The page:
Revisiting the impact of Jethro Tull’s ‘Aqualung’ 50 years later

The cover of the British rock band Jethro Tull's 'Aqualung' (1971) is pictured. via Jethro Tull

Inspired by The Beatles, Jethro Tull formed in the U.K. to write music and cashed in on sounds that progressive rock bands like Cream, Led Zeppelin and King Crimson were pioneering in the mid-to-late 1960s. As lead singer Ian Anderson explained in a 2018 interview with Decades TV, “It was the beginning of that improvised music slipping into the popular format. It came via blues, it came via Black American blues and it had impacted a whole generation of young, middle-class, white British boys, most of whom went to art colleges.” 

With artists like Chuck Berry, Little Richard and B.B. King being the transition from blues music to rock ‘n’ roll, their impact inspired bands such as Jethro Tull to amplify the changes that music was experiencing. However, in order to make a name for itself in the sea of British bands that had the same goal in mind, something had to stand out about the band. That was when Anderson traded in his guitar for two things: a microphone and a flute.

Jethro Tull’s fourth studio album, “Aqualung,” was released 50 years ago today on March 19, 1971. Prior to its release, the band had been gaining some traction after opening for artists including Jimi Hendrix and Led Zeppelin. With heightened celebrity, it was necessary that Jethro Tull capitalized on its next studio release.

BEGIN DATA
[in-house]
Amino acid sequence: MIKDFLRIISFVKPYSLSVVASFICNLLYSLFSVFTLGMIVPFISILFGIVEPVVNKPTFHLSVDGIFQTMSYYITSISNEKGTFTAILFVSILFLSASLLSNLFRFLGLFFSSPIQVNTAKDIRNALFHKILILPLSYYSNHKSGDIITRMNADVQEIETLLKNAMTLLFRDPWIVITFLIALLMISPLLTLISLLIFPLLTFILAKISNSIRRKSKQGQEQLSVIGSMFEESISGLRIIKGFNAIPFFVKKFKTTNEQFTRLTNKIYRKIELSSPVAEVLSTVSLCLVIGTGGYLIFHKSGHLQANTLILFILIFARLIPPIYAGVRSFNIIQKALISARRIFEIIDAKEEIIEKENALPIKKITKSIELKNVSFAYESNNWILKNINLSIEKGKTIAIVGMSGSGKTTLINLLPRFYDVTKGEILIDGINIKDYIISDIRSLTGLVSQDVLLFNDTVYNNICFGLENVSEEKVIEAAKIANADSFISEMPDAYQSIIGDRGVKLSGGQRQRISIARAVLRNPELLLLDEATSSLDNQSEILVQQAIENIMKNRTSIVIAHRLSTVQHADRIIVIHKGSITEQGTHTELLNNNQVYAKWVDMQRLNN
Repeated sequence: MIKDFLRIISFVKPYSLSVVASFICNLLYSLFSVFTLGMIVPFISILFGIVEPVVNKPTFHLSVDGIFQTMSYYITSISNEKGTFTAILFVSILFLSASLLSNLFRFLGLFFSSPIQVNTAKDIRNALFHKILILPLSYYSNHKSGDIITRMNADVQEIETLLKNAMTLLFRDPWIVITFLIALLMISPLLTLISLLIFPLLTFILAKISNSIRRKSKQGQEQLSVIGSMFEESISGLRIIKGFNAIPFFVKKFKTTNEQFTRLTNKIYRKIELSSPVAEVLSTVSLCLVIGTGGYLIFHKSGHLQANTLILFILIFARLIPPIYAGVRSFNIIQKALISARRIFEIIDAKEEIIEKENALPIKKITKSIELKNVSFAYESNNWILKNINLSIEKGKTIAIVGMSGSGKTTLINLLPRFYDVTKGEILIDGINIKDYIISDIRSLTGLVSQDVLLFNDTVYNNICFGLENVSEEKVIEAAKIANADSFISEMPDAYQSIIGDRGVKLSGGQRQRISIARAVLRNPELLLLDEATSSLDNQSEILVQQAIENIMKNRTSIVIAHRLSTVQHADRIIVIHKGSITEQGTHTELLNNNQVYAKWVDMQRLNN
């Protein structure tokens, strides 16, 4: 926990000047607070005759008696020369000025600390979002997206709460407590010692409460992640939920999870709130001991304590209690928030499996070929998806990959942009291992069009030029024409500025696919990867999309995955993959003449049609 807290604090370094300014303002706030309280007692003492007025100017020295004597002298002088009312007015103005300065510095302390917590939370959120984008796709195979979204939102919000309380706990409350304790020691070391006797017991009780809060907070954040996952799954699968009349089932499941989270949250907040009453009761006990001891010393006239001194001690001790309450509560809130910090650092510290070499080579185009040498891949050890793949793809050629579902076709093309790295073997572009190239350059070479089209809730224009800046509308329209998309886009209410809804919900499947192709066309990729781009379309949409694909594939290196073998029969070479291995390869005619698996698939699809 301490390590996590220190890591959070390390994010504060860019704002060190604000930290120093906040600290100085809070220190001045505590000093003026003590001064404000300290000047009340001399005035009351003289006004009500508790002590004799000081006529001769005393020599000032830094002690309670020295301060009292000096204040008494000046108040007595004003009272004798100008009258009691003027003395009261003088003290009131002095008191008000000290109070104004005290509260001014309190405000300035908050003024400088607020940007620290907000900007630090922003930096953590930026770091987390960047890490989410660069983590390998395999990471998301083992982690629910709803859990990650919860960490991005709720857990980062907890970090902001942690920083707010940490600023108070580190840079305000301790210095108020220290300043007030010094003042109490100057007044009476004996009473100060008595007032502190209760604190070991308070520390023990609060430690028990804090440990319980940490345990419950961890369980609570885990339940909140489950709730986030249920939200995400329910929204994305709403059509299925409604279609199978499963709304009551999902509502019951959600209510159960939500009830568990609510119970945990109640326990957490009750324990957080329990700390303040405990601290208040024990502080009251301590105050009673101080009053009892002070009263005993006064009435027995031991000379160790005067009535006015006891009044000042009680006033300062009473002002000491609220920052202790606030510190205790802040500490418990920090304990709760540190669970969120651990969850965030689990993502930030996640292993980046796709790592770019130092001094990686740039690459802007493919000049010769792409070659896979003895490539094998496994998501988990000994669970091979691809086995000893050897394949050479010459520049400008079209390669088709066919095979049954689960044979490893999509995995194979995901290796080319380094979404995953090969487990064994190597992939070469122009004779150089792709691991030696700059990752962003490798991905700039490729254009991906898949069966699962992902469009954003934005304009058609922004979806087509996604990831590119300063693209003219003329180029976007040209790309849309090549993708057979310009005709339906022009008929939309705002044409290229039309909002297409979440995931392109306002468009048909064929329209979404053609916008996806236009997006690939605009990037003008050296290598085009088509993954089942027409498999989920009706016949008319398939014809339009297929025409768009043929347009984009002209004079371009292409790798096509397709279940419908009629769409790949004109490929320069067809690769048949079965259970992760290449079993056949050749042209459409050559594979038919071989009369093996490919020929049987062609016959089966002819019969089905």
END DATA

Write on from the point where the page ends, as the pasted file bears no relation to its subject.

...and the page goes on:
The band’s artistry is proven on the first and second tracks of the record. First comes “Aqualung,” the title track. Its lyrics and orchestral-style breakdown make for an impressive introduction to the record. On the second track, “Cross-Eyed Mary,” Ian Anderson introduces the instrument that gave Jethro Tull such a distinct identity: the flute. The beginning of “Cross-Eyed Mary” immediately shows the amount of tonal substance and swagger that the flute brings to Jethro Tull’s music. The folk-style “Mother Goose” is an absolutely mesmerizing track due to its entirely acoustic first half. The incredible quintet of acoustic guitar, pan flute, tambourine, percussion and vocals combine to form a wonderfully solid song. Each element makes the song feel heavenly, and this pairs well with Anderson‘s storytelling lyrics. “Mother Goose” shows how talented the members of Jethro Tull are as songwriters.

We also see hard-hitting songs such as “Up to Me” and “Locomotive Breath.” The band takes the standard elements of the blues and adds its Jethro Tull flare to it. “Up to Me” follows a pattern where it constantly switches between a medieval, folk rock-style melody and a pure rock ‘n’ roll chorus riff. Meanwhile, “Locomotive Breath” has proven to be one of the most universally respected songs in the Jethro Tull discography. The guitar and piano riffs are persistent and mean, with chugging sounds to mimic a train moving along a track; Anderson’s vocals also have such a robust presence in the song. Of course, one of the reasons why the song is so famous is its flute solo, one of the most recognizable instrumental solos ever.

The success of “Aqualung,” doubled with the following “Thick as a Brick” (1972), allowed Jethro Tull to properly earn its place as a staple of the U.K.’s progressive rock scene. Over the years, Jethro Tull went on to influence artists such as Iron Maiden, Pearl Jam and Joe Bonamassa. Nick Cave also considers Jethro Tull one of his favorite bands, naming one of his sons after the band. Thanks to “Aqualung”, Jethro Tull was properly put on the map of rock bands, and the sound that album captured, at the time it was released, is one of a kind.


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